Service remembers coal miners lost in Ipswich region
Attendees at a memorial service to remember the 186 coal miners who lost their lives in the Ipswich and Rosewood region between 1858 and 1997 were told about the importance of continuing to improve safety standards in the Queensland coal mining industry.
Commissioner for Resources Safety and Health Kate du Preez spoke to family members, friends and colleagues at the memorial service dedicated to the men and boys on 4 December 2020 at the Ipswich and Rosewood Coal Miners' Memorial.
As a coal miner herself, Kate told attendees that she understood the close knit bonds that developed in coal mining towns like Ipswich and the devastating effects that mining accidents have on the whole community.
“Ripples from these tragic events continue to have a deep and ongoing impact on families, colleagues, and the broader community for generations afterwards,” she said.
Kate said the industry owed it to the 186 men and boys whose names appeared on the memorial—and their families and communities and the 53,000 people who currently work in the mining industry—to do everything possible to learn from the tragedy of their passing.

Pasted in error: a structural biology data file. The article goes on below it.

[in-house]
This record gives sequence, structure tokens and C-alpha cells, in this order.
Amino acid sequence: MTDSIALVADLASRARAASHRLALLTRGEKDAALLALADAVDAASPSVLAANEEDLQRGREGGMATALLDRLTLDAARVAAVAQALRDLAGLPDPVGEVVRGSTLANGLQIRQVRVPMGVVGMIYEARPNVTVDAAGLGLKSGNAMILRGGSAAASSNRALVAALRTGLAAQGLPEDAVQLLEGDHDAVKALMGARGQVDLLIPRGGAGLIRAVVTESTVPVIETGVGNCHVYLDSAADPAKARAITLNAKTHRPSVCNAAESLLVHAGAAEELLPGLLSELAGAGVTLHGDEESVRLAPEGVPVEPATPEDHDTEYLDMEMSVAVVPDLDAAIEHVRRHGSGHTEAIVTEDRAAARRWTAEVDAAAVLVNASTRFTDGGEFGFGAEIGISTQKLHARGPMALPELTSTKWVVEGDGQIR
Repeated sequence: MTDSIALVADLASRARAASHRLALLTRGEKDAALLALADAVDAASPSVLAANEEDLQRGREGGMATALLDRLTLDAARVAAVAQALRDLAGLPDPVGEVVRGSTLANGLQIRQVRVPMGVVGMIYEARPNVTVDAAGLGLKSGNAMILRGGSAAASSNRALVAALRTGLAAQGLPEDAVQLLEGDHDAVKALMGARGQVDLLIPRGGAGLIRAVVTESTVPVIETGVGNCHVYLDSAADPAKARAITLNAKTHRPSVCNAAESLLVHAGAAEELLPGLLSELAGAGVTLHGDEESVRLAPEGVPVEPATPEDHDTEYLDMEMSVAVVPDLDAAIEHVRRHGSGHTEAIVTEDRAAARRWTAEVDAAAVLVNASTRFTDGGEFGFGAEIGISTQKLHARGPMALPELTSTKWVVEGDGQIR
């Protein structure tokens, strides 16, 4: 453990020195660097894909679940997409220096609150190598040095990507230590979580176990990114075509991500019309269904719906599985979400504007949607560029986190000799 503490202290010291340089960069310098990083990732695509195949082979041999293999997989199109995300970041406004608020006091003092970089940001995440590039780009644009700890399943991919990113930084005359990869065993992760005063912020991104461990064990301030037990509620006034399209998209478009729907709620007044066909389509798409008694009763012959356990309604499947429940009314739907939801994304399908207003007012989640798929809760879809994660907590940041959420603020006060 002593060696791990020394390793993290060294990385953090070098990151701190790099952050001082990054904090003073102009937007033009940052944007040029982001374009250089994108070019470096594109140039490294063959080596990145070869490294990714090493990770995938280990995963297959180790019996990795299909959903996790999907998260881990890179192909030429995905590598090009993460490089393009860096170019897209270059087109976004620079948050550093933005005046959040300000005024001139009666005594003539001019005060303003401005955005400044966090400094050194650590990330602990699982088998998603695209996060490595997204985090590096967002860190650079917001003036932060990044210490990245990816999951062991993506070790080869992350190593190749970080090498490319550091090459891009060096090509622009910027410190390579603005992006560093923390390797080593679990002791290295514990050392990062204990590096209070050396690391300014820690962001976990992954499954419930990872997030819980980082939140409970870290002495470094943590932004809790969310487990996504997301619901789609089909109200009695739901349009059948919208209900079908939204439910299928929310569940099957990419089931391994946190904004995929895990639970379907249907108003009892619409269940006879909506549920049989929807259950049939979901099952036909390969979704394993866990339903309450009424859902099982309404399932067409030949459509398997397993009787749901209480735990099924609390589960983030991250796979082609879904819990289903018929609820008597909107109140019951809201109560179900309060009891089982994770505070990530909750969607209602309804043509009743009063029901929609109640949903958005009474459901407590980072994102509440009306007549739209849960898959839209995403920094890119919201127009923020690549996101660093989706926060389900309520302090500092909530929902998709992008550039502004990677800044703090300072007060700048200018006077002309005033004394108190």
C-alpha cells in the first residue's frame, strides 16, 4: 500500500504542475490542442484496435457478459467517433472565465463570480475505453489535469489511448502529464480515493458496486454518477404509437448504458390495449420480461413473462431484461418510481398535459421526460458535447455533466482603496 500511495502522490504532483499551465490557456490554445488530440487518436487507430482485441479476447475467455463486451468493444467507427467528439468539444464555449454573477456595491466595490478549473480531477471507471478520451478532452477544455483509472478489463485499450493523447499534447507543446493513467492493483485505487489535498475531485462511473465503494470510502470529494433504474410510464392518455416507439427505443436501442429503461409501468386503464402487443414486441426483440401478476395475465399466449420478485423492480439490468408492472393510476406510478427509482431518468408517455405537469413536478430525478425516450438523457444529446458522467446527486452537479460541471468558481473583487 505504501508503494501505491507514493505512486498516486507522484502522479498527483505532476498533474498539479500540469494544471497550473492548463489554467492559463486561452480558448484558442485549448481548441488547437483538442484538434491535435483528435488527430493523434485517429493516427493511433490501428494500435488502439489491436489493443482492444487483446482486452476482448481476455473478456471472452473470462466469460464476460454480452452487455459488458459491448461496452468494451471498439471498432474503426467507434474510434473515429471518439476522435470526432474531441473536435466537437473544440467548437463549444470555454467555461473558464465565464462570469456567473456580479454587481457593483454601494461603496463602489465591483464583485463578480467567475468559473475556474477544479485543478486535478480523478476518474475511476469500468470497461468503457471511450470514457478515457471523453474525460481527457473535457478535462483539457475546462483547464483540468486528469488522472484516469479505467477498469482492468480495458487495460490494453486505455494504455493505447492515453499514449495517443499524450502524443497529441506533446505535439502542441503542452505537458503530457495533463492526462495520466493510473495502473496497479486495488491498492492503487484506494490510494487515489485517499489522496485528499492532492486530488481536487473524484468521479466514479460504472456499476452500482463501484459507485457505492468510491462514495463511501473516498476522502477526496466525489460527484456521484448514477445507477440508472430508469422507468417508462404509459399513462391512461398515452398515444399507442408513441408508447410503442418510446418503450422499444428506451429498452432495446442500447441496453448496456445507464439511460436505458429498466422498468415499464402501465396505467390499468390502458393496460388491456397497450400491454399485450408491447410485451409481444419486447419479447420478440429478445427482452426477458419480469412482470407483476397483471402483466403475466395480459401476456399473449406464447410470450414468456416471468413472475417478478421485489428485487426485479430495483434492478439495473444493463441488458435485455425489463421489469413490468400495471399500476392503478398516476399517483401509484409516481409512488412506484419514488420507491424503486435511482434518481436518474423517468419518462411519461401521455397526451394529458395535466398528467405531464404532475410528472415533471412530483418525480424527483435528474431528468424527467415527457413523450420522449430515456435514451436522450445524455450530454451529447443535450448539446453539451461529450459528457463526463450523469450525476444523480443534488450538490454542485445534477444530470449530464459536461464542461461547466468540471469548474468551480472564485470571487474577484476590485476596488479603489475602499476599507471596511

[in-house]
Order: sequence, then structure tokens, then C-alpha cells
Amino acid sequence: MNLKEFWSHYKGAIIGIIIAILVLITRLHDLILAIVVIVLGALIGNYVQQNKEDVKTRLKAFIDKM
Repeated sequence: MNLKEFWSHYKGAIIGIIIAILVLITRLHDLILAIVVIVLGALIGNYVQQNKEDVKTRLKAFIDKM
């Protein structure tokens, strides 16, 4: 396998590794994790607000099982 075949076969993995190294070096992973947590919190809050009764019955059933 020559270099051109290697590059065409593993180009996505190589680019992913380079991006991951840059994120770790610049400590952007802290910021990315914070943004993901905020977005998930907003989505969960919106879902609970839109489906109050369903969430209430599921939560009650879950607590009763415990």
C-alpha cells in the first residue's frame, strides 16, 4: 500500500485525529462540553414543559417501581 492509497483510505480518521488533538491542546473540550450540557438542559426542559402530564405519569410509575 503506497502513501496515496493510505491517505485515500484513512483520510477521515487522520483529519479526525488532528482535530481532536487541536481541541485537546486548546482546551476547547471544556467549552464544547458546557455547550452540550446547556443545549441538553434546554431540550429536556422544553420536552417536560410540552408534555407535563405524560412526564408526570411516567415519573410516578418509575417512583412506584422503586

“We must learn from history, from every past event where someone was seriously injured or killed at a mine,” she said.
“This can only be achieved by industry focussing its efforts and its commitment—from pit bottom to the boardroom—on encouraging open reporting of incidents, on being obsessed with investigating minor incidents and near misses in order to use this information to prevent failures from occurring, and most importantly, on learning the critical lessons that come with them.
“We must make sure that we understand what went wrong and we must make sure that the whole industry understands and puts measures in place to prevent the same thing happening again.
“Every worker, no matter the industry, has the right to go home safe and healthy at the end of every day.”
Last updated: 08 Dec 2020